Identifying Congenital Disorders of Glycosylation




Gorrepati, Krishna
Hamby, Tyler
Bowman, William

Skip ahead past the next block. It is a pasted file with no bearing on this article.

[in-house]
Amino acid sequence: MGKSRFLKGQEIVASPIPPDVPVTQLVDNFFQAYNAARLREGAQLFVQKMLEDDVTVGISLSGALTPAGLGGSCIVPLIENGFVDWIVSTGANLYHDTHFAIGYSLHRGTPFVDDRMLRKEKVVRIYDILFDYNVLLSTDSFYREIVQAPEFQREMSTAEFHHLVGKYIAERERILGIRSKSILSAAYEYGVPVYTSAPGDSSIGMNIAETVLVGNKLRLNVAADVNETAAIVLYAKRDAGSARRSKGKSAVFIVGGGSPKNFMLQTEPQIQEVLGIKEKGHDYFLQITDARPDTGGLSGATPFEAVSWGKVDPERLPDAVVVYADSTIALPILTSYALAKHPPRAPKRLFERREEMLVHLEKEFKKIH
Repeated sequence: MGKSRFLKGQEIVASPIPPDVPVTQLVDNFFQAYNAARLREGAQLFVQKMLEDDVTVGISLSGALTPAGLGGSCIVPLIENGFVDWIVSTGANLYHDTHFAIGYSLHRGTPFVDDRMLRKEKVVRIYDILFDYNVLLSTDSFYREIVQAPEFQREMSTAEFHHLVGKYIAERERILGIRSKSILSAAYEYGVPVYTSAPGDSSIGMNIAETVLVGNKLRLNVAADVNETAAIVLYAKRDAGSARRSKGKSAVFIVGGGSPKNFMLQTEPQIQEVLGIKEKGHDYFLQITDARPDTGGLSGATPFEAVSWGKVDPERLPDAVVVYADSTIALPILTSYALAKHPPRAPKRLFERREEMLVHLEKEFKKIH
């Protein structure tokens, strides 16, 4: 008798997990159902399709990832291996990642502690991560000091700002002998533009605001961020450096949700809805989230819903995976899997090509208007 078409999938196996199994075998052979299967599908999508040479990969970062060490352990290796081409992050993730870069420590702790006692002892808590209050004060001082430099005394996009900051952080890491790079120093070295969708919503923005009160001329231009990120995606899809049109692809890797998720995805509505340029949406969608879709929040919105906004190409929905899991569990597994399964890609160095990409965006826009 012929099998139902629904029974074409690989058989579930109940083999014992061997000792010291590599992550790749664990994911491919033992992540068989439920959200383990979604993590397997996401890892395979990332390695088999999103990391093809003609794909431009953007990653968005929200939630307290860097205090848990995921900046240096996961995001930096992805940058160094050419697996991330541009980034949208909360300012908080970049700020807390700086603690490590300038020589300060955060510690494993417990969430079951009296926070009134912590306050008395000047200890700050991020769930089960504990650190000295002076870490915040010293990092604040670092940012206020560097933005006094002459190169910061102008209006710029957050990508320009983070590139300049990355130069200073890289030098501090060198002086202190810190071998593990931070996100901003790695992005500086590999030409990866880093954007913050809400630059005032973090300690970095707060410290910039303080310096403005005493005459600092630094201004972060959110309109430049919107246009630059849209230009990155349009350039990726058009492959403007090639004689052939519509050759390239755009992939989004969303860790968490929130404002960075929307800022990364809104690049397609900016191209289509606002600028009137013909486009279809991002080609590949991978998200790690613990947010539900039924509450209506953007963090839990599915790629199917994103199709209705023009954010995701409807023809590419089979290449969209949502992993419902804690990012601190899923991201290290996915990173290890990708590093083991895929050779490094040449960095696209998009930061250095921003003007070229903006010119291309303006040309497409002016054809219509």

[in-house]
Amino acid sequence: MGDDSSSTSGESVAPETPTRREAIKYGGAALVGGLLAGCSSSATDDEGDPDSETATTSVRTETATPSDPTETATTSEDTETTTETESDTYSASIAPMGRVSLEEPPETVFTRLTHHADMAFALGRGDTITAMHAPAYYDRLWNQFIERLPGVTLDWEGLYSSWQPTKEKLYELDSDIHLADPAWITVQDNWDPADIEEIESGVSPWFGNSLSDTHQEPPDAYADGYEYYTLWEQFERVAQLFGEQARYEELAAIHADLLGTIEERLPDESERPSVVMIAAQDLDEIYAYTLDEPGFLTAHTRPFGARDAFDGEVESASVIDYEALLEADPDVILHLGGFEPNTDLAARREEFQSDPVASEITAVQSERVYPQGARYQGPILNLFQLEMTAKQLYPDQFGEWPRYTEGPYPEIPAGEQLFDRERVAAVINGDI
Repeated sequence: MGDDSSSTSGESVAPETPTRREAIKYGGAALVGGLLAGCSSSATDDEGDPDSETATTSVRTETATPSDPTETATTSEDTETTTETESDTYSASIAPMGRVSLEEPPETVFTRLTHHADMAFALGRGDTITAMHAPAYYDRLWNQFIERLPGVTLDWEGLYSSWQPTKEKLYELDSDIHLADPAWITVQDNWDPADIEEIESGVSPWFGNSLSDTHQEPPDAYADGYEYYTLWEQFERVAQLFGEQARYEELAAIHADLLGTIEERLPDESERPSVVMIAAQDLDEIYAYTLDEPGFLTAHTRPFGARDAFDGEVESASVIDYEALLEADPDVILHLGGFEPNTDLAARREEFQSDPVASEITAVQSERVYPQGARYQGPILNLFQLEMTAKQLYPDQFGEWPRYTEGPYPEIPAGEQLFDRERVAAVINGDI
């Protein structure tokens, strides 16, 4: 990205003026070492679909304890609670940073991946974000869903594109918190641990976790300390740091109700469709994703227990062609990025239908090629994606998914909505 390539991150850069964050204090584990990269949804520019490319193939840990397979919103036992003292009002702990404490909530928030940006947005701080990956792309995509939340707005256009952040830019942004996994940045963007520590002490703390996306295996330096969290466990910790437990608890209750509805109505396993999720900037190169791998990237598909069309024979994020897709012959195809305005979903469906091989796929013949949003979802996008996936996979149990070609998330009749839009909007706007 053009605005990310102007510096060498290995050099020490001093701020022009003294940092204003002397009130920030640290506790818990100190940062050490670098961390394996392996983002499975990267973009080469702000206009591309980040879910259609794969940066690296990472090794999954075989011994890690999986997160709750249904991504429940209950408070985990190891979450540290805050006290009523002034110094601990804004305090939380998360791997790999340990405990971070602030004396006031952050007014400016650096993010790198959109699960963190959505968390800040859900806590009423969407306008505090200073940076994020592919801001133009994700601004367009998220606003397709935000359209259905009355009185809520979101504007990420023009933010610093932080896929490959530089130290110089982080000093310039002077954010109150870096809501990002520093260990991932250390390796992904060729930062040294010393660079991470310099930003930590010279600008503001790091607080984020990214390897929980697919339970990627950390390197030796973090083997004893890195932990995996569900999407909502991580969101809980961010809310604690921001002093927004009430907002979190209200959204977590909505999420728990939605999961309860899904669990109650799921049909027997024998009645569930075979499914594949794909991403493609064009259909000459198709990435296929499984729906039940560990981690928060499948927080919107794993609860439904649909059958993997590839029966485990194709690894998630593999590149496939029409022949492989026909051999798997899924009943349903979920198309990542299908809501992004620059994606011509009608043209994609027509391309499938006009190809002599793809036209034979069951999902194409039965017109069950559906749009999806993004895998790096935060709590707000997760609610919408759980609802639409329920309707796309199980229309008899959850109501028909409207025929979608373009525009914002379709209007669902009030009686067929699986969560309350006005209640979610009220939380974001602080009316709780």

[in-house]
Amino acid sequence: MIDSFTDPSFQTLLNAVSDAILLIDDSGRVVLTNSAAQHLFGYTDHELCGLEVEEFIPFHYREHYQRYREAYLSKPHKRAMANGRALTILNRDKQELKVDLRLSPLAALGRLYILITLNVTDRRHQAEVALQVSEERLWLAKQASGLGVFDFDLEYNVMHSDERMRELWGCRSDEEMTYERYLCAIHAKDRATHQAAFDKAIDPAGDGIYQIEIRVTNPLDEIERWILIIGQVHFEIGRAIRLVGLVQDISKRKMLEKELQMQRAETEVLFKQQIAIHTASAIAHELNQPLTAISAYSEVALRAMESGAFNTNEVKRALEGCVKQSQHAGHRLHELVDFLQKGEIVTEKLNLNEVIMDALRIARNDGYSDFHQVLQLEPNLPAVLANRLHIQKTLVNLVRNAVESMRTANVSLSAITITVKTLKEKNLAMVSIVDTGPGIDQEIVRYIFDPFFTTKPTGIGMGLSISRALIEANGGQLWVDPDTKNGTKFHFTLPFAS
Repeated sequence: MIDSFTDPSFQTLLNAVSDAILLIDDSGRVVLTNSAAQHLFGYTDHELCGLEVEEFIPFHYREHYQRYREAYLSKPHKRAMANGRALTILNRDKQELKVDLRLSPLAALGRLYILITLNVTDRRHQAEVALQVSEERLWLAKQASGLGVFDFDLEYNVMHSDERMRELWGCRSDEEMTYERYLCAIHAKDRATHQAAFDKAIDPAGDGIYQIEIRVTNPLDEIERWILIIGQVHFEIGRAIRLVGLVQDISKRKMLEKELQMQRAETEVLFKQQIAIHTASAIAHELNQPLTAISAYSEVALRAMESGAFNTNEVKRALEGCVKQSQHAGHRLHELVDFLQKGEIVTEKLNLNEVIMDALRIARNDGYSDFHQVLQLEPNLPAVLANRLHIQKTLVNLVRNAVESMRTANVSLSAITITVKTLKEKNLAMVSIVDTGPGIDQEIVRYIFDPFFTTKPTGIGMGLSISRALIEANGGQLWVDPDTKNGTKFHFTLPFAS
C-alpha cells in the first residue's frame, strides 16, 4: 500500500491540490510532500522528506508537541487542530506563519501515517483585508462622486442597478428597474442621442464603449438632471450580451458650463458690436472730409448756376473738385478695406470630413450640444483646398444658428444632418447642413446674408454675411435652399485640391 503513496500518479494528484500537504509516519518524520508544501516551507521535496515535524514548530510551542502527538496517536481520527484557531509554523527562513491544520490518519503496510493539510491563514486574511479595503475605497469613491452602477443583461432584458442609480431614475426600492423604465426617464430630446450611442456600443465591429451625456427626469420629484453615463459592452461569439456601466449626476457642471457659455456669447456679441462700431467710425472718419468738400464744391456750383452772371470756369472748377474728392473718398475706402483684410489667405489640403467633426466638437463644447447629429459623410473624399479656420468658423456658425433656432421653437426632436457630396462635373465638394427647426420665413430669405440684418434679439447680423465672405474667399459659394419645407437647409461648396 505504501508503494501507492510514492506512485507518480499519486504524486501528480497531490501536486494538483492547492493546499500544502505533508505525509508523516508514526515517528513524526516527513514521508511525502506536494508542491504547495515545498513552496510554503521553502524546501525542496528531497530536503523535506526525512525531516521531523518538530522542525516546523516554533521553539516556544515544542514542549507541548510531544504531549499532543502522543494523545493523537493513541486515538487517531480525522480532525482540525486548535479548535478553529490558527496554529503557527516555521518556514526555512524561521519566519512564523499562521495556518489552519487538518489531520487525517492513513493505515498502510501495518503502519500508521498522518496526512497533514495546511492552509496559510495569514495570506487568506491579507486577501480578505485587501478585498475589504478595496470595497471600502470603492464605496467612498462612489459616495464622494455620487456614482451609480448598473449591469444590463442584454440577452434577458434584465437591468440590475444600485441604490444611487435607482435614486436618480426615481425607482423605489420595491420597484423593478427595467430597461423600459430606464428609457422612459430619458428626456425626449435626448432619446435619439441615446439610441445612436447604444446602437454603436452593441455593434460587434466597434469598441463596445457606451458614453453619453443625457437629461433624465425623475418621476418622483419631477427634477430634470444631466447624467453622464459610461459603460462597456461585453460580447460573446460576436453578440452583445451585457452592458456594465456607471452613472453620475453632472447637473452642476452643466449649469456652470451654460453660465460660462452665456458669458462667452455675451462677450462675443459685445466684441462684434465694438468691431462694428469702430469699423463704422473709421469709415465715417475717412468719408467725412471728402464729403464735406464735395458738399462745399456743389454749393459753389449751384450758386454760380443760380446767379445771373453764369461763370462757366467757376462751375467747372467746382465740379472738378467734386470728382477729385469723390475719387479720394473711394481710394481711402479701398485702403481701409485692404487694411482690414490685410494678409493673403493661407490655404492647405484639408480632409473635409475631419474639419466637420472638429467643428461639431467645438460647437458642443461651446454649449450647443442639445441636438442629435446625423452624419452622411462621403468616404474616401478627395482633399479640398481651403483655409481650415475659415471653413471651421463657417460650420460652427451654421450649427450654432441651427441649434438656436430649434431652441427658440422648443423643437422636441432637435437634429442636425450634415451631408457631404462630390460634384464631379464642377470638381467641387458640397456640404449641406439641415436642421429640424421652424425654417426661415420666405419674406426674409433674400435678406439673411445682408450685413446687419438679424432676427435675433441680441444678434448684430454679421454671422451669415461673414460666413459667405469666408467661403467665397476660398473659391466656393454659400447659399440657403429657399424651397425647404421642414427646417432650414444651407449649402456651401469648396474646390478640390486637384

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Congenital Disorders of Glycosylation (CDG) constitute a diverse group of errors involved with protein glycosylation, a post-transcriptional modification that is essential for life. Due to the diversity of clinical presentations of CDG, they lead to multiple organ systems that are affected and delayed diagnosis. CDGs are usually diagnosed through whole exome sequencing, but carbohydrate deficient transferring (CDT) testing is a quick and cost-effective alternative that can be used as a screening tool for CDG. Although CDGs are rare and have varying presentations, there are two main subtypes, CDG I and CDG II; both of which we explored. We reviewed findings of seven confirmed cases of CDG (5 boys and 2 girls, with a mean age of 6.42 years at diagnosis) followed at Cook Children's Medical Center. We looked at the most common symptoms and age of diagnosis to determine which symptoms led to a diagnosis of CDG. The most frequent symptoms include ataxia (n=6), developmental delay (n=7), and hypotonia (n=7). Typically, within a year of documentation of these symptoms, a diagnosis was established either through CDT testing or WES. In cases that both CDT testing and WES were done, the CDT test proved to show results that correlated with WES. We believe that this is an important finding because when children present with ataxia, with or without developmental delay, and hypotonia, a CDT test can be ordered by a primary care physician as a rapid and economical screening tool that could lead to a quicker diagnosis of CDG.